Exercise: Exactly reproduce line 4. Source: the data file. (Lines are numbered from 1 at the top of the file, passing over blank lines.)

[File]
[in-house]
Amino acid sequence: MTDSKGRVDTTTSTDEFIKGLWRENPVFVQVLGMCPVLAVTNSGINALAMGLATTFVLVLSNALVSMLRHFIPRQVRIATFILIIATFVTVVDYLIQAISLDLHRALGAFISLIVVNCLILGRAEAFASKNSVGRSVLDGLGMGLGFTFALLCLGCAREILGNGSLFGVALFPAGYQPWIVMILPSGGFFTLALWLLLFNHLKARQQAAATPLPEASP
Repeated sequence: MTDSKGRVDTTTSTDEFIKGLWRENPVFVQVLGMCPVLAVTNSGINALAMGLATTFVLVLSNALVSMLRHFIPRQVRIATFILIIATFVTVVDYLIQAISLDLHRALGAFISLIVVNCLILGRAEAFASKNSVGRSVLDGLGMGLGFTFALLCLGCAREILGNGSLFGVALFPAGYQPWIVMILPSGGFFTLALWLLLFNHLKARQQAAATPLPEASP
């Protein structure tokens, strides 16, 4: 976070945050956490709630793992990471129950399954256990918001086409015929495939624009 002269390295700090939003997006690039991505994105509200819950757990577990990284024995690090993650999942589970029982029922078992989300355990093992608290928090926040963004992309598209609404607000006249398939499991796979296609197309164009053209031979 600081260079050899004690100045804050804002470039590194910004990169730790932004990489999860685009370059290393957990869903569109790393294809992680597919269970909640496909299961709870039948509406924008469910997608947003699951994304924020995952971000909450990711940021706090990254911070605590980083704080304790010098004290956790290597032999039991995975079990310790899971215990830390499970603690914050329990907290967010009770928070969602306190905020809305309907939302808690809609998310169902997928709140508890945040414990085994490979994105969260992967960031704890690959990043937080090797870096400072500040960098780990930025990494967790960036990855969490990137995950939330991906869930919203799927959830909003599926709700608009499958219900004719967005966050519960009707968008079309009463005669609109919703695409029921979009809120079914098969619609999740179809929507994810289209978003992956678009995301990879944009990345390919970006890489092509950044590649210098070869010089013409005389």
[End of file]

């Protein structure tokens, strides 16, 4: 976070945050956490709630793992990471129950399954256990918001086409015929495939624009 002269390295700090939003997006690039991505994105509200819950757990577990990284024995690090993650999942589970029982029922078992989300355990093992608290928090926040963004992309598209609404607000006249398939499991796979296609197309164009053209031979 600081260079050899004690100045804050804002470039590194910004990169730790932004990489999860685009370059290393957990869903569109790393294809992680597919269970909640496909299961709870039948509406924008469910997608947003699951994304924020995952971000909450990711940021706090990254911070605590980083704080304790010098004290956790290597032999039991995975079990310790899971215990830390499970603690914050329990907290967010009770928070969602306190905020809305309907939302808690809609998310169902997928709140508890945040414990085994490979994105969260992967960031704890690959990043937080090797870096400072500040960098780990930025990494967790960036990855969490990137995950939330991906869930919203799927959830909003599926709700608009499958219900004719967005966050519960009707968008079309009463005669609109919703695409029921979009809120079914098969619609999740179809929507994810289209978003992956678009995301990879944009990345390919970006890489092509950044590649210098070869010089013409005389």